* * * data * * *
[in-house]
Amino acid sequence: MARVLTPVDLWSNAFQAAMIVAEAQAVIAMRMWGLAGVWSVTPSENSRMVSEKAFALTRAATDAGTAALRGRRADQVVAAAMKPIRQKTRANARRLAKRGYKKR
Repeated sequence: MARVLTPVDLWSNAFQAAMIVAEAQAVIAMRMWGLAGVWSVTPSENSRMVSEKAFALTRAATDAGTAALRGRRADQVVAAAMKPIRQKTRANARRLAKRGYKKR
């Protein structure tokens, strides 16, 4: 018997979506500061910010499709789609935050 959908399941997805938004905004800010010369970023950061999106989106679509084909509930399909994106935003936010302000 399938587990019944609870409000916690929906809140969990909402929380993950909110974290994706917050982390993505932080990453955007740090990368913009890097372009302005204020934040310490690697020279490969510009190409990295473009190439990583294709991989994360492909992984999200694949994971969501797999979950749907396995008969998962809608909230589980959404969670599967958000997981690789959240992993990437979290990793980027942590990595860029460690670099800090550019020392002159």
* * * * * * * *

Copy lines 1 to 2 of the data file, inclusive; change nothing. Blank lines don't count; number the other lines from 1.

[in-house]
Amino acid sequence: MARVLTPVDLWSNAFQAAMIVAEAQAVIAMRMWGLAGVWSVTPSENSRMVSEKAFALTRAATDAGTAALRGRRADQVVAAAMKPIRQKTRANARRLAKRGYKKR